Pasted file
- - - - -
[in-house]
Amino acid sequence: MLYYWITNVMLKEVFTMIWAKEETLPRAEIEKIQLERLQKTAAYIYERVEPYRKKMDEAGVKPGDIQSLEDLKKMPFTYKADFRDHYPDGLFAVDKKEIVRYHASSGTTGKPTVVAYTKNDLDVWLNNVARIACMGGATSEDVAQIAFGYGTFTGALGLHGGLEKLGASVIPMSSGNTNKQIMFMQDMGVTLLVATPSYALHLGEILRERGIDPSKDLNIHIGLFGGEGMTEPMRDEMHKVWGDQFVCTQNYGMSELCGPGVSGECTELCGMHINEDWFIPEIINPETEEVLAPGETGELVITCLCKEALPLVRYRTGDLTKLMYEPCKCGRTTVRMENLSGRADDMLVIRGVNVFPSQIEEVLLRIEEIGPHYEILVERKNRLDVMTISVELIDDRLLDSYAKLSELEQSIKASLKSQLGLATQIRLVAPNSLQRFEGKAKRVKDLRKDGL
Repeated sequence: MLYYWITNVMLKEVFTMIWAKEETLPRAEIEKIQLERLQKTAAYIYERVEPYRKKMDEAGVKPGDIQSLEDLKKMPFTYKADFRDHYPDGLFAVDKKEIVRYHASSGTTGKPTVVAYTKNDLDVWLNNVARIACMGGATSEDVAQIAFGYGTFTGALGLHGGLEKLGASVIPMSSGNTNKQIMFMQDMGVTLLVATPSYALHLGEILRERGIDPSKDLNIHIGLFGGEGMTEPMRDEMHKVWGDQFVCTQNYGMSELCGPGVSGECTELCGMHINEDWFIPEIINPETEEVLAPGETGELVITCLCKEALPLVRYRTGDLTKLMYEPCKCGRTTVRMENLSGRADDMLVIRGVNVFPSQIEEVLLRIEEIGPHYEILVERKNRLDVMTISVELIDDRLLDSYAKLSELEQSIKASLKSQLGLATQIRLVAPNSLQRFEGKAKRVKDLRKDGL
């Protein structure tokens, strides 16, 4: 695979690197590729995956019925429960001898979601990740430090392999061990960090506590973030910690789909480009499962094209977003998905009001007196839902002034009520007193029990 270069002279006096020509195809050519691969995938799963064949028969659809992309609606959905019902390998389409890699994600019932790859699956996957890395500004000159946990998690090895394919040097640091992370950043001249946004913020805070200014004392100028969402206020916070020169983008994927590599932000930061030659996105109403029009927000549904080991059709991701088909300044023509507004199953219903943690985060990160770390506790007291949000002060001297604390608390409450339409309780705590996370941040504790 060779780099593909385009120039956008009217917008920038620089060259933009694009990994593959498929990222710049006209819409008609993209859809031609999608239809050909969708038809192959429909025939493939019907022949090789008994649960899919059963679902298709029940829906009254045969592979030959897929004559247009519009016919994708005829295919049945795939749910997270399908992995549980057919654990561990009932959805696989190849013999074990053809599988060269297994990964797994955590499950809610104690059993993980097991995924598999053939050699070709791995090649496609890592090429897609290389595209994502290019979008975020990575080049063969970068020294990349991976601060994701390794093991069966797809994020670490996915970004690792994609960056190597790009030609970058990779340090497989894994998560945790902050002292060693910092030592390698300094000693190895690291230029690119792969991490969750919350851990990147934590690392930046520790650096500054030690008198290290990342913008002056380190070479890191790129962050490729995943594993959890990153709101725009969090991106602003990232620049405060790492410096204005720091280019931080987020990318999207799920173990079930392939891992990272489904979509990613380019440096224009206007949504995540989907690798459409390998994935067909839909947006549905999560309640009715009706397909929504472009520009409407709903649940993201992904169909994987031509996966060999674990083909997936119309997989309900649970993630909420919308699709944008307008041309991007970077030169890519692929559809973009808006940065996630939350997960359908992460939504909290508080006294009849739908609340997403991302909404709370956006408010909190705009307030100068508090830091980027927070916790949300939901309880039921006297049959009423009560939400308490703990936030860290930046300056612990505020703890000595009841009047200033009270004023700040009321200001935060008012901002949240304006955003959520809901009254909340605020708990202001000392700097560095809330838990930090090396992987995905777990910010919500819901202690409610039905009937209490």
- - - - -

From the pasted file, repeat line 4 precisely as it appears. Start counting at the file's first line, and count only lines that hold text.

């Protein structure tokens, strides 16, 4: 695979690197590729995956019925429960001898979601990740430090392999061990960090506590973030910690789909480009499962094209977003998905009001007196839902002034009520007193029990 270069002279006096020509195809050519691969995938799963064949028969659809992309609606959905019902390998389409890699994600019932790859699956996957890395500004000159946990998690090895394919040097640091992370950043001249946004913020805070200014004392100028969402206020916070020169983008994927590599932000930061030659996105109403029009927000549904080991059709991701088909300044023509507004199953219903943690985060990160770390506790007291949000002060001297604390608390409450339409309780705590996370941040504790 060779780099593909385009120039956008009217917008920038620089060259933009694009990994593959498929990222710049006209819409008609993209859809031609999608239809050909969708038809192959429909025939493939019907022949090789008994649960899919059963679902298709029940829906009254045969592979030959897929004559247009519009016919994708005829295919049945795939749910997270399908992995549980057919654990561990009932959805696989190849013999074990053809599988060269297994990964797994955590499950809610104690059993993980097991995924598999053939050699070709791995090649496609890592090429897609290389595209994502290019979008975020990575080049063969970068020294990349991976601060994701390794093991069966797809994020670490996915970004690792994609960056190597790009030609970058990779340090497989894994998560945790902050002292060693910092030592390698300094000693190895690291230029690119792969991490969750919350851990990147934590690392930046520790650096500054030690008198290290990342913008002056380190070479890191790129962050490729995943594993959890990153709101725009969090991106602003990232620049405060790492410096204005720091280019931080987020990318999207799920173990079930392939891992990272489904979509990613380019440096224009206007949504995540989907690798459409390998994935067909839909947006549905999560309640009715009706397909929504472009520009409407709903649940993201992904169909994987031509996966060999674990083909997936119309997989309900649970993630909420919308699709944008307008041309991007970077030169890519692929559809973009808006940065996630939350997960359908992460939504909290508080006294009849739908609340997403991302909404709370956006408010909190705009307030100068508090830091980027927070916790949300939901309880039921006297049959009423009560939400308490703990936030860290930046300056612990505020703890000595009841009047200033009270004023700040009321200001935060008012901002949240304006955003959520809901009254909340605020708990202001000392700097560095809330838990930090090396992987995905777990910010919500819901202690409610039905009937209490």